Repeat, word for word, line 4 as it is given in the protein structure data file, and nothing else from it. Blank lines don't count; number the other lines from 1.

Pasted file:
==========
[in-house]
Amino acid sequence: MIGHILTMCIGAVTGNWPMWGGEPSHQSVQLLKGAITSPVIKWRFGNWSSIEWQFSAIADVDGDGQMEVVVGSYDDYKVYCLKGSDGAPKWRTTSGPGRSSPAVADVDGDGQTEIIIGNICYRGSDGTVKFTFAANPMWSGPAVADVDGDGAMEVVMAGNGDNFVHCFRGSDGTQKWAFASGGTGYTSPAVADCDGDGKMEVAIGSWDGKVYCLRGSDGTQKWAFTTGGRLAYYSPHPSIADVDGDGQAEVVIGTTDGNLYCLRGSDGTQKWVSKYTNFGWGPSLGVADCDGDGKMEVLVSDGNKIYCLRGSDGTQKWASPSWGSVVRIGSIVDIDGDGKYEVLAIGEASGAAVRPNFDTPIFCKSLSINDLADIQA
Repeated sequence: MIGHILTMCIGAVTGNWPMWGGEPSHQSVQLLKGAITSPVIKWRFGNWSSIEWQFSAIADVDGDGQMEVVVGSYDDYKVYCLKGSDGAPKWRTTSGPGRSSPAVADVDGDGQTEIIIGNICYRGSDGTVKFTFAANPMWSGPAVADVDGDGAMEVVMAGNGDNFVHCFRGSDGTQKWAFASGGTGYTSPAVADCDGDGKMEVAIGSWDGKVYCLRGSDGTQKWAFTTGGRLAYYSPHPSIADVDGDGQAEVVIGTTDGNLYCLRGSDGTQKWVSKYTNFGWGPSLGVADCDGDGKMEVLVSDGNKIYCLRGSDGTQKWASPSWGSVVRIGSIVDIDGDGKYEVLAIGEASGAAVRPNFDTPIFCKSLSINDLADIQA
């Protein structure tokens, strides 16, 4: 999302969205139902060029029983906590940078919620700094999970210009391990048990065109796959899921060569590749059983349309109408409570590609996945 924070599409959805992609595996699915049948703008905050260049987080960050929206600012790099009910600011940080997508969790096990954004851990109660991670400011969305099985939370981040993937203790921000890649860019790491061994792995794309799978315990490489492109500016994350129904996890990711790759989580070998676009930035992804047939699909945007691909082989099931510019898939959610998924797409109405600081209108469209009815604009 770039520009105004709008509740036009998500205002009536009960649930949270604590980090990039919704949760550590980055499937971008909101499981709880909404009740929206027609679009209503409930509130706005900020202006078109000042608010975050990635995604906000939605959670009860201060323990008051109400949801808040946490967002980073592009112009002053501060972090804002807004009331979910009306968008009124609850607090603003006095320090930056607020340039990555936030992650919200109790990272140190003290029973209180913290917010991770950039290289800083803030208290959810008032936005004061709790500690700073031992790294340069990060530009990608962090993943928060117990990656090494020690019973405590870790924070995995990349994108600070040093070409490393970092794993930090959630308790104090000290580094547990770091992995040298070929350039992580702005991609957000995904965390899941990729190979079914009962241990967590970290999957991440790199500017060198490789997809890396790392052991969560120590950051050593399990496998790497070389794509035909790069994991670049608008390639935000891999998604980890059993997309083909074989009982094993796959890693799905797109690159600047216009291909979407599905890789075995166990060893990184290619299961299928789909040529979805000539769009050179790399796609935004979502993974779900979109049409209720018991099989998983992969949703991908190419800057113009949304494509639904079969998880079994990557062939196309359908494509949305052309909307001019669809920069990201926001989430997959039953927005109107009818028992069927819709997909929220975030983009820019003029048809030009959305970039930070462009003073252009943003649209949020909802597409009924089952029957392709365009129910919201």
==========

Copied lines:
């Protein structure tokens, strides 16, 4: 999302969205139902060029029983906590940078919620700094999970210009391990048990065109796959899921060569590749059983349309109408409570590609996945 924070599409959805992609595996699915049948703008905050260049987080960050929206600012790099009910600011940080997508969790096990954004851990109660991670400011969305099985939370981040993937203790921000890649860019790491061994792995794309799978315990490489492109500016994350129904996890990711790759989580070998676009930035992804047939699909945007691909082989099931510019898939959610998924797409109405600081209108469209009815604009 770039520009105004709008509740036009998500205002009536009960649930949270604590980090990039919704949760550590980055499937971008909101499981709880909404009740929206027609679009209503409930509130706005900020202006078109000042608010975050990635995604906000939605959670009860201060323990008051109400949801808040946490967002980073592009112009002053501060972090804002807004009331979910009306968008009124609850607090603003006095320090930056607020340039990555936030992650919200109790990272140190003290029973209180913290917010991770950039290289800083803030208290959810008032936005004061709790500690700073031992790294340069990060530009990608962090993943928060117990990656090494020690019973405590870790924070995995990349994108600070040093070409490393970092794993930090959630308790104090000290580094547990770091992995040298070929350039992580702005991609957000995904965390899941990729190979079914009962241990967590970290999957991440790199500017060198490789997809890396790392052991969560120590950051050593399990496998790497070389794509035909790069994991670049608008390639935000891999998604980890059993997309083909074989009982094993796959890693799905797109690159600047216009291909979407599905890789075995166990060893990184290619299961299928789909040529979805000539769009050179790399796609935004979502993974779900979109049409209720018991099989998983992969949703991908190419800057113009949304494509639904079969998880079994990557062939196309359908494509949305052309909307001019669809920069990201926001989430997959039953927005109107009818028992069927819709997909929220975030983009820019003029048809030009959305970039930070462009003073252009943003649209949020909802597409009924089952029957392709365009129910919201």